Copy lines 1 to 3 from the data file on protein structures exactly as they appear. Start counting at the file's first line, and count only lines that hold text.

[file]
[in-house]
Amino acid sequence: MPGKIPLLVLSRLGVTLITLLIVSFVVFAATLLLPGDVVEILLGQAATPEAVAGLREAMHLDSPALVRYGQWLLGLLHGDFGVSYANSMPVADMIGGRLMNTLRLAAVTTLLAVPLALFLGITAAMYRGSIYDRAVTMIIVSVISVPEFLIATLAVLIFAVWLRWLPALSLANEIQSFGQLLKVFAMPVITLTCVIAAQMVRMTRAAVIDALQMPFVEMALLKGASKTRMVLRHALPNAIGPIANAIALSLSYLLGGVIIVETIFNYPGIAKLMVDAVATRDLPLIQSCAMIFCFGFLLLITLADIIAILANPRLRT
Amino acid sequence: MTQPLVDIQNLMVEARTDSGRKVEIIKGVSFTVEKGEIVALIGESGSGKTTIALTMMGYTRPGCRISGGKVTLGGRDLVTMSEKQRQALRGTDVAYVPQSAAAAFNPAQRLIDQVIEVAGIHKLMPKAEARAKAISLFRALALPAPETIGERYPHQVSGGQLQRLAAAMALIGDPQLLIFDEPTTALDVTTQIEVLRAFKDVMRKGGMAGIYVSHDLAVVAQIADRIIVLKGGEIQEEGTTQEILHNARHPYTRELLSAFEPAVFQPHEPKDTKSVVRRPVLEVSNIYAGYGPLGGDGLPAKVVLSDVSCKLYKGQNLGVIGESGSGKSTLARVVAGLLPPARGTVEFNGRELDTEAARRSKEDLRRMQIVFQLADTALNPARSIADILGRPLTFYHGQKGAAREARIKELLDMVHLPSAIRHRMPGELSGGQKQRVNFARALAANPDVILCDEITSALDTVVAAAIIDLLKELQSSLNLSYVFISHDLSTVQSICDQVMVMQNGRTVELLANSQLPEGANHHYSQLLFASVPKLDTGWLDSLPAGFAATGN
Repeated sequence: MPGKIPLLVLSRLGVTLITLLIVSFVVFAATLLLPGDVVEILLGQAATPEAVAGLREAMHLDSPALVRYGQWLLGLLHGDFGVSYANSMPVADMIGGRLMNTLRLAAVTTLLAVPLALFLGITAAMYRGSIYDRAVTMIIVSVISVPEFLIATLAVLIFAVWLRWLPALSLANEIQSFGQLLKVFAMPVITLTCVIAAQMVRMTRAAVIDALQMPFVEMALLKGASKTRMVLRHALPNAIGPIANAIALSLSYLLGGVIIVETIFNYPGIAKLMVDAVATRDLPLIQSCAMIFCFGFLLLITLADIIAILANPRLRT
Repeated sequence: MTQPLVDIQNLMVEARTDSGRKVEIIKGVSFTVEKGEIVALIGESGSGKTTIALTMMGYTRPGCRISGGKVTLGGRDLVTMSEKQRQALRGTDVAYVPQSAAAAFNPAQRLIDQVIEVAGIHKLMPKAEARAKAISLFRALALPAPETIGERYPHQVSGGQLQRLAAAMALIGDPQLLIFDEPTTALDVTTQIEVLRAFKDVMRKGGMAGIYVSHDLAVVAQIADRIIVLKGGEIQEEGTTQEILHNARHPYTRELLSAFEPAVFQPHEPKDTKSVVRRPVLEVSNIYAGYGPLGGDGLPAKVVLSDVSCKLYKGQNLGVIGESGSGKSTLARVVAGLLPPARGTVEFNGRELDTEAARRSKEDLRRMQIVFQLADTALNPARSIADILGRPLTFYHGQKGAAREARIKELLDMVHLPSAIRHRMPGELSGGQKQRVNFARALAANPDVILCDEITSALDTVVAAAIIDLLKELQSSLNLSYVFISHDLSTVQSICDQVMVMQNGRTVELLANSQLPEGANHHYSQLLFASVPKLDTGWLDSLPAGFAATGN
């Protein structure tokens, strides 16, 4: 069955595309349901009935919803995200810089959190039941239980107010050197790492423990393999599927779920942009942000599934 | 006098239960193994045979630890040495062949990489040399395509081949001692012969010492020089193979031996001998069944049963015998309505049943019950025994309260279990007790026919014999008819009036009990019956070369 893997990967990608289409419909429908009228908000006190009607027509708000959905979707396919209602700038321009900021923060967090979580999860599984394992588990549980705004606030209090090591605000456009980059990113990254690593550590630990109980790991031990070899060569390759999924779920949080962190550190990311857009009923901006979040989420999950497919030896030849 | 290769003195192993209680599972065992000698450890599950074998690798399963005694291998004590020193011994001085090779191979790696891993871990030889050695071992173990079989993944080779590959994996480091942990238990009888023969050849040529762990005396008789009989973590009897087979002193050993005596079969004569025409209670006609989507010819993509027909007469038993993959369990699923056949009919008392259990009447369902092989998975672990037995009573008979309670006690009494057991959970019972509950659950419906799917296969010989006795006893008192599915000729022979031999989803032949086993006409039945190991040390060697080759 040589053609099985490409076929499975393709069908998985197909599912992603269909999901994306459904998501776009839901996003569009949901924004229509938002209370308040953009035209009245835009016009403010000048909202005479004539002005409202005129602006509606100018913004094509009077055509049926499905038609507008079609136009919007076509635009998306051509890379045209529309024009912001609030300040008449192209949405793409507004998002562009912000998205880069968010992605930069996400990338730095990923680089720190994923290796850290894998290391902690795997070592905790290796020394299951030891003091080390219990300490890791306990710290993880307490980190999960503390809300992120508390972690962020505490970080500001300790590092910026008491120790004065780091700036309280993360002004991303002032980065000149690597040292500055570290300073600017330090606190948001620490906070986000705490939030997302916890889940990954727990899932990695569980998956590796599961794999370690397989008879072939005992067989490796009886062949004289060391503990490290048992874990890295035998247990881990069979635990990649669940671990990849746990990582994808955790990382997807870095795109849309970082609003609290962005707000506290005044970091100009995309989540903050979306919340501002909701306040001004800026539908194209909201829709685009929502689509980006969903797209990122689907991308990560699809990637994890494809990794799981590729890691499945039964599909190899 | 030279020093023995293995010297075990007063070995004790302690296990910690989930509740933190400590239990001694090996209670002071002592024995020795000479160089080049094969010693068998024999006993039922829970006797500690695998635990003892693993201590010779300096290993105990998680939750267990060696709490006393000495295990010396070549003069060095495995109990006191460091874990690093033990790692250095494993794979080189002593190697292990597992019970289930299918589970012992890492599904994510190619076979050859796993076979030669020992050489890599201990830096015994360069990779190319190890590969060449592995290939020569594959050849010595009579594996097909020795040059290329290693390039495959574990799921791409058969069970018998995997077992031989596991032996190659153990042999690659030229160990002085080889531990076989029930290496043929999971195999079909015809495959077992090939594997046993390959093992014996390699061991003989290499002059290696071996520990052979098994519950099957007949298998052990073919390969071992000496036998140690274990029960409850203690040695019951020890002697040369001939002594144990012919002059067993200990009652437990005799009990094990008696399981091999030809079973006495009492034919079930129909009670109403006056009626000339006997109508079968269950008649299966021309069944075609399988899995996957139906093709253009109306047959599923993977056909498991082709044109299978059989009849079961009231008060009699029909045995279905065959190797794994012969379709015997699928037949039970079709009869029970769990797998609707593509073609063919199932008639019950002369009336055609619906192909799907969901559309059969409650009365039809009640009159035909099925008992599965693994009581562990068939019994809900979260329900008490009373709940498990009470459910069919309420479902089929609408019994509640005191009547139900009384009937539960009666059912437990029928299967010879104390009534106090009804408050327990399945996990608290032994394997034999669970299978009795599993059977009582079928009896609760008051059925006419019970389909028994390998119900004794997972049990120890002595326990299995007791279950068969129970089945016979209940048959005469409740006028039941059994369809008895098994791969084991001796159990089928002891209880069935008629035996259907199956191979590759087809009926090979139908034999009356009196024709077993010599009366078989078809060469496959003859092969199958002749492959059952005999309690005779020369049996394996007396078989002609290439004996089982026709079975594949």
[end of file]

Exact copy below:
[in-house]
Amino acid sequence: MPGKIPLLVLSRLGVTLITLLIVSFVVFAATLLLPGDVVEILLGQAATPEAVAGLREAMHLDSPALVRYGQWLLGLLHGDFGVSYANSMPVADMIGGRLMNTLRLAAVTTLLAVPLALFLGITAAMYRGSIYDRAVTMIIVSVISVPEFLIATLAVLIFAVWLRWLPALSLANEIQSFGQLLKVFAMPVITLTCVIAAQMVRMTRAAVIDALQMPFVEMALLKGASKTRMVLRHALPNAIGPIANAIALSLSYLLGGVIIVETIFNYPGIAKLMVDAVATRDLPLIQSCAMIFCFGFLLLITLADIIAILANPRLRT
Amino acid sequence: MTQPLVDIQNLMVEARTDSGRKVEIIKGVSFTVEKGEIVALIGESGSGKTTIALTMMGYTRPGCRISGGKVTLGGRDLVTMSEKQRQALRGTDVAYVPQSAAAAFNPAQRLIDQVIEVAGIHKLMPKAEARAKAISLFRALALPAPETIGERYPHQVSGGQLQRLAAAMALIGDPQLLIFDEPTTALDVTTQIEVLRAFKDVMRKGGMAGIYVSHDLAVVAQIADRIIVLKGGEIQEEGTTQEILHNARHPYTRELLSAFEPAVFQPHEPKDTKSVVRRPVLEVSNIYAGYGPLGGDGLPAKVVLSDVSCKLYKGQNLGVIGESGSGKSTLARVVAGLLPPARGTVEFNGRELDTEAARRSKEDLRRMQIVFQLADTALNPARSIADILGRPLTFYHGQKGAAREARIKELLDMVHLPSAIRHRMPGELSGGQKQRVNFARALAANPDVILCDEITSALDTVVAAAIIDLLKELQSSLNLSYVFISHDLSTVQSICDQVMVMQNGRTVELLANSQLPEGANHHYSQLLFASVPKLDTGWLDSLPAGFAATGN